Being a parent can be extremely tiring (the understatement of the century) and sleep an elusive friend. But choosing an approach that will help your child to sleep through the night is often both confusing and difficult (especially when you are sleep deprived). Bedding specialist, Sleepypeople.com caught up with some of the best sleep experts out there to ask them for their top tips on helping children to sleep.
1. Kim West, The Sleep Lady
My best tip for parents is simple: choose the sleep coaching method that best fits your parenting style and your child’s temperament. Then be consistent!
2. Lucy Shrimpton, The Sleep Nanny
Avoid over-tiredness. It might seem rational to think that if you wear your child out enough during the day, he will surely sleep well that night, The opposite is true. An overtired child is less likely to settle, have more night awakenings and be prone to early rising (I class anything before 6am as early rising).
3. Judy Clark, BabyWinkz
Put your baby down AWAKE so that they learn to fall asleep independently without the use of props, such as a dummy or bottle. Helping your baby to learn how to sleep soundly and independently is a gift you can bestow that not only encourages healthy development, but also a happy, well rested child.
4. Tizzie Hall, Save Our Sleep
Always feed your baby until your baby is full. Once your milk has come in, never restrict the amount of time your baby drinks at the breast or if you are bottle-feeding, never give your baby a set amount of milk. If your baby drinks the bottle, offer your baby more milk if they want it.
5. Maryanne Taylor, Child Sleep Works
Be consistent when handling wake ups. If your child gets different responses, this will confuse and frustrate them, thereby increasing crying. To keep frustration levels to a minimum, choose an approach that feels right for you and your child and follow it through consistently.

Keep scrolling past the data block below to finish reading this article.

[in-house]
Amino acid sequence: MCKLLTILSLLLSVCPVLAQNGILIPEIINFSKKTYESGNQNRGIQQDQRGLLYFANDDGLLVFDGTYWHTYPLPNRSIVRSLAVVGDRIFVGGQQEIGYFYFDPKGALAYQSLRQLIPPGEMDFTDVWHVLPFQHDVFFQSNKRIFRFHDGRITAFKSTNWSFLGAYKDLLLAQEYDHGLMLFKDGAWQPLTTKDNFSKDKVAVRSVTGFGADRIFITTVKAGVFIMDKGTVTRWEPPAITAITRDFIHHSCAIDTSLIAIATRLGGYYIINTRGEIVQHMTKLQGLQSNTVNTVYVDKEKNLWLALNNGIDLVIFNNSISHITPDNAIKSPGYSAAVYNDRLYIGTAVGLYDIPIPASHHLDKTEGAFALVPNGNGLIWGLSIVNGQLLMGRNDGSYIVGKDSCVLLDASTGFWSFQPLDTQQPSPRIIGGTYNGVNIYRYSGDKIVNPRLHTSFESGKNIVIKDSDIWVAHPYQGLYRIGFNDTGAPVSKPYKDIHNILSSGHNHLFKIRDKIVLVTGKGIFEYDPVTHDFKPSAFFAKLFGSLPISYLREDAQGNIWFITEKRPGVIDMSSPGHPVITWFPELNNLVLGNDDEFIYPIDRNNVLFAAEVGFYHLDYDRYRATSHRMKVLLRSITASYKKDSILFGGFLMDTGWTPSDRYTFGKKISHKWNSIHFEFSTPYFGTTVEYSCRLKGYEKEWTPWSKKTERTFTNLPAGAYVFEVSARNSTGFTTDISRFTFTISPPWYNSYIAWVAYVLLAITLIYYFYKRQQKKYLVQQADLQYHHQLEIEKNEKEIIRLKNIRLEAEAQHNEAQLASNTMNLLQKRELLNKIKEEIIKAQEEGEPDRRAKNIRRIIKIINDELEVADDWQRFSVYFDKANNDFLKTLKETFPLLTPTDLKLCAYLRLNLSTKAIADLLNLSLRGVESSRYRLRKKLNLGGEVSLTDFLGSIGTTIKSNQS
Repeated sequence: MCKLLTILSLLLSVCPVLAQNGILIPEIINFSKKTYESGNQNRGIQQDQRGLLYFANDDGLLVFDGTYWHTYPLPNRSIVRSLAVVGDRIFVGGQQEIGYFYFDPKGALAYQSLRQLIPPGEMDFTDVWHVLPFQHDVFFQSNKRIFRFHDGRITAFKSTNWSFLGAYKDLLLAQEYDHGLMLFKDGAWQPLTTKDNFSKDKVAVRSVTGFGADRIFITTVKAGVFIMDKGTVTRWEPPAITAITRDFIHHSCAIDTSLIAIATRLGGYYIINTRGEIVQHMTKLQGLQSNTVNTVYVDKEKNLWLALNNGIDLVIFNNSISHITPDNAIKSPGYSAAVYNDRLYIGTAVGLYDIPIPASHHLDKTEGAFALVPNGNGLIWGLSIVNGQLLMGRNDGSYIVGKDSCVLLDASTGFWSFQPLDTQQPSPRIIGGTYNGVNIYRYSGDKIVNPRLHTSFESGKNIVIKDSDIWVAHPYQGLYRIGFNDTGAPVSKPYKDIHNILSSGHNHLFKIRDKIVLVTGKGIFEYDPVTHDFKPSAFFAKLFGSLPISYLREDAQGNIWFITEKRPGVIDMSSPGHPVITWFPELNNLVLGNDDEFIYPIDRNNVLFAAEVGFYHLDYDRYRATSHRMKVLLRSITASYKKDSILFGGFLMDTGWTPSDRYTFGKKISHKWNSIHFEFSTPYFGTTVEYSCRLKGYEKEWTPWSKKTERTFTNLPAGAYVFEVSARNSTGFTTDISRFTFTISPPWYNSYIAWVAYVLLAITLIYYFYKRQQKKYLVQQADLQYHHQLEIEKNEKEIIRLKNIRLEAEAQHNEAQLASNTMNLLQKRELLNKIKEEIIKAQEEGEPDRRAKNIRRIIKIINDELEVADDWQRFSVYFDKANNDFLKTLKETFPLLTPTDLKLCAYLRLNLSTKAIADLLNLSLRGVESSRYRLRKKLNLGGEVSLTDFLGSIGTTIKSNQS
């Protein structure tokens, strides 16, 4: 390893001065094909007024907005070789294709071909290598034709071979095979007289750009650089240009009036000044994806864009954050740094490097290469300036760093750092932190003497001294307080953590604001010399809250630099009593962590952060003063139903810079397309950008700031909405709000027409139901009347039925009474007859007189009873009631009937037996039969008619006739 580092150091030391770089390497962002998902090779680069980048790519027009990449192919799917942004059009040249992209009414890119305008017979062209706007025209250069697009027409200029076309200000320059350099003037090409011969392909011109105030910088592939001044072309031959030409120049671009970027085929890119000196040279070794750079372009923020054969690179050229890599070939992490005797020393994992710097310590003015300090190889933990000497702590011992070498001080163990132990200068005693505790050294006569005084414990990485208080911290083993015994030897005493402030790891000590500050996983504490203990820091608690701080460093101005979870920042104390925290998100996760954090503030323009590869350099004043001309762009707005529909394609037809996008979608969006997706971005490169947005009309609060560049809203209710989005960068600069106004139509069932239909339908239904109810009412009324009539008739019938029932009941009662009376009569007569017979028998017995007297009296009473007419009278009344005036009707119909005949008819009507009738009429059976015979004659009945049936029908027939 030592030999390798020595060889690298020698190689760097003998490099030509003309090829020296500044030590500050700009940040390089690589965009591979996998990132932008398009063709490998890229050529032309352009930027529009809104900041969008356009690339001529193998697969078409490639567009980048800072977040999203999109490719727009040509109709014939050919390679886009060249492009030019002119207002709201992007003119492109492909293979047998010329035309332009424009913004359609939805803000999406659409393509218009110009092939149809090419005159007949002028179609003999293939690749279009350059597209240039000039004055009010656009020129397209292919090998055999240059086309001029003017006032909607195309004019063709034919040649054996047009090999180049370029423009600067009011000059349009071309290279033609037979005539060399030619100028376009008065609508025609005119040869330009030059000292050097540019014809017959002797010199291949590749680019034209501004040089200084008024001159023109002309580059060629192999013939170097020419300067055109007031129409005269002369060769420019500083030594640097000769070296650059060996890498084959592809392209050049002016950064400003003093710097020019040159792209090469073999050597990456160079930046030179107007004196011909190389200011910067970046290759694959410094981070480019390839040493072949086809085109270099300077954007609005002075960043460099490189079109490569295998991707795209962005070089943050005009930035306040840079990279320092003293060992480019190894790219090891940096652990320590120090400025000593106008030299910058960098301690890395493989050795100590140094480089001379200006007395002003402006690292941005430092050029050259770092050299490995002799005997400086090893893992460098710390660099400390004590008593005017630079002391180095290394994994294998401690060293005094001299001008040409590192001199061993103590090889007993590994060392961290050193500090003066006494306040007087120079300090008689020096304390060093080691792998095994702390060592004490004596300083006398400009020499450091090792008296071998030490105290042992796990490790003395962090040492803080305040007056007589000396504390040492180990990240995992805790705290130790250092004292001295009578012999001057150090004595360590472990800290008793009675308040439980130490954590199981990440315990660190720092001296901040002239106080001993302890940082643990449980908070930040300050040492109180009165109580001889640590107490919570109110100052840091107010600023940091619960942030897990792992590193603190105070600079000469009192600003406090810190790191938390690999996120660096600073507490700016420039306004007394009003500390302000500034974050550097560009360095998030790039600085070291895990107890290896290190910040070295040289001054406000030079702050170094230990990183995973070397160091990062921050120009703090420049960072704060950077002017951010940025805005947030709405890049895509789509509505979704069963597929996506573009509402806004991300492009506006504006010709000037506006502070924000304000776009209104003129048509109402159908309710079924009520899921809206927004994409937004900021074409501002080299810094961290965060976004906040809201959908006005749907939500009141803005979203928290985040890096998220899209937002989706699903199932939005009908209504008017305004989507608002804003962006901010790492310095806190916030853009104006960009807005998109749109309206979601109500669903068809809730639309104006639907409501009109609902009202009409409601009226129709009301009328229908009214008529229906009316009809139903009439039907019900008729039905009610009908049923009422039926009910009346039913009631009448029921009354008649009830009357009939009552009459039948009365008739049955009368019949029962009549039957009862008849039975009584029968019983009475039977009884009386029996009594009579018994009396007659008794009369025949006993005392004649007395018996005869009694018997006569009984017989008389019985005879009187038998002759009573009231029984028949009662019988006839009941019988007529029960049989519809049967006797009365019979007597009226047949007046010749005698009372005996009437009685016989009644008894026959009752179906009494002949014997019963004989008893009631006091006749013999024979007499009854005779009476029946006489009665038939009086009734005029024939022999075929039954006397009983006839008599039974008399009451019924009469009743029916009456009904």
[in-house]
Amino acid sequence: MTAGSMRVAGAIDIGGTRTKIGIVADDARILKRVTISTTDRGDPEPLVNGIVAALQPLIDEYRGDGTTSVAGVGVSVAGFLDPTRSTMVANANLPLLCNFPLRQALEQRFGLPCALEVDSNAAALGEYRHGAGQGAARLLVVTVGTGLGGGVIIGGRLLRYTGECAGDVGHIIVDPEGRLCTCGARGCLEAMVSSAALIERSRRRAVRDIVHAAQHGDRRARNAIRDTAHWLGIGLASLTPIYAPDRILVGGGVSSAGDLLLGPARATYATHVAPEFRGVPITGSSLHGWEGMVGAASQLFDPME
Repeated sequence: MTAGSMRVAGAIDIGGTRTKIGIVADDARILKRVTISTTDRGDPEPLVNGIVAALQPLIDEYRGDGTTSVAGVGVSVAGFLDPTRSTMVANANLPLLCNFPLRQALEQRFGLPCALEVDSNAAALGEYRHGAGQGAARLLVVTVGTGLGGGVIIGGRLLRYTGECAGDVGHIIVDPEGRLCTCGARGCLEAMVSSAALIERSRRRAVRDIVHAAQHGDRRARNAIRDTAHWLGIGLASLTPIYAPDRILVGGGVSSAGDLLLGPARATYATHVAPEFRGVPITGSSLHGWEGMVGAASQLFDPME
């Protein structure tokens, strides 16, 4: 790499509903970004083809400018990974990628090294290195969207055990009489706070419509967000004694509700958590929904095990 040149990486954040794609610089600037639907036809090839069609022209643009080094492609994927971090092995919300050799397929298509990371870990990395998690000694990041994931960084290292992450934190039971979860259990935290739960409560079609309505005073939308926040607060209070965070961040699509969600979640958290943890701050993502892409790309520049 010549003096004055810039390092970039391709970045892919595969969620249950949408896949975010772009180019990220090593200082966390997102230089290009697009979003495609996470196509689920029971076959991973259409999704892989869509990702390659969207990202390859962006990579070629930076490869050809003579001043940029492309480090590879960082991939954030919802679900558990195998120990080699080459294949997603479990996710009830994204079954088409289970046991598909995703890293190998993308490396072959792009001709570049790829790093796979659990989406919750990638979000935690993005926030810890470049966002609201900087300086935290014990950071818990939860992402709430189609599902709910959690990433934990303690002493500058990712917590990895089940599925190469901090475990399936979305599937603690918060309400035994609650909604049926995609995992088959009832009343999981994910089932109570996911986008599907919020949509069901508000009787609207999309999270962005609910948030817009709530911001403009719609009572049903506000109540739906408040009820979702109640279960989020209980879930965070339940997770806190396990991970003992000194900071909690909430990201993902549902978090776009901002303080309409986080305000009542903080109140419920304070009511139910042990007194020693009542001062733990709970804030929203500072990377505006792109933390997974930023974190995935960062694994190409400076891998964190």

6. Helen Packham, The Family Sleep Coach
Little ones like predictability and stability, so an age-appropriate day routine with the right amount of naps is crucial to pave the way for sound slumbers at night. This prevents the release of cortisol and the possibility of your child becoming wired and overtired at bedtime, which can lead to restless sleep and early rising.
7. Andrea Elovson, Sleepy Bug
Avoid too late a bedtime. Children who are up past their body’s natural bedtime quickly become over-tired and wired. This makes it more difficult for them to fall asleep at bedtime and stay asleep overnight. Familiarise yourself with recommended bedtimes for your child’s age and do your best to make it happen whenever possible.
8. Dee Booth, Sleep Fairy & Parent Rescue
Let babies, toddlers and children learn to calm down independently. Some babies find it harder to calm themselves than others, and some are very strong-willed, but they will all eventually learn. However, they won’t learn to calm down independently if they aren’t given the chance to try.
9. Lyndsey Hookway, Little Sleepers
For newborns, try to remember that they have been tightly held in your womb, protected from light, cold air and noise, rocked by your movements, never put down and surrounded by white noise. They can’t just adapt overnight! So try to recreate a womb-like environment to help them adapt and feel safe. Try white noise, a Sleepyhead, leave something with your smell on and dim the lights.
10. Kavitha Nair, Baby Sleep Coach
Respect daytime sleep and make naps a priority. Getting enough sleep during the day will help their brains grow and develop. Skipping naps will only lead to more night waking. Every baby will have its own sleep cues. It is therefore important to know what your baby’s unique signal is and put them down when they are tired.
Help your baby learn the fundamental skills of good sleep when he is still very young and programmed for frequent sleep. Slowly teach him that a bath and being quietly dressed means it’s nearly time to sleep. Gradually teach your baby to settle himself to sleep so he doesn’t rely on a cuddle from you, a long feed, or rocking to drift off. And support him as he learns that night-time is for rest and, should he wake, he should go back to sleep.
Crack all these and, by the age of six months, there’s every chance that your baby – and you – will be getting a good nights’ sleep.
12. Emily-Jane Clark, Stolen Sleep
If you have a baby that will not sleep no matter what, the best thing you can do is to stop worrying about it! Your baby will learn to sleep through the night eventually, so stock up on coffee and wait for it to pass. Take it from me, it will.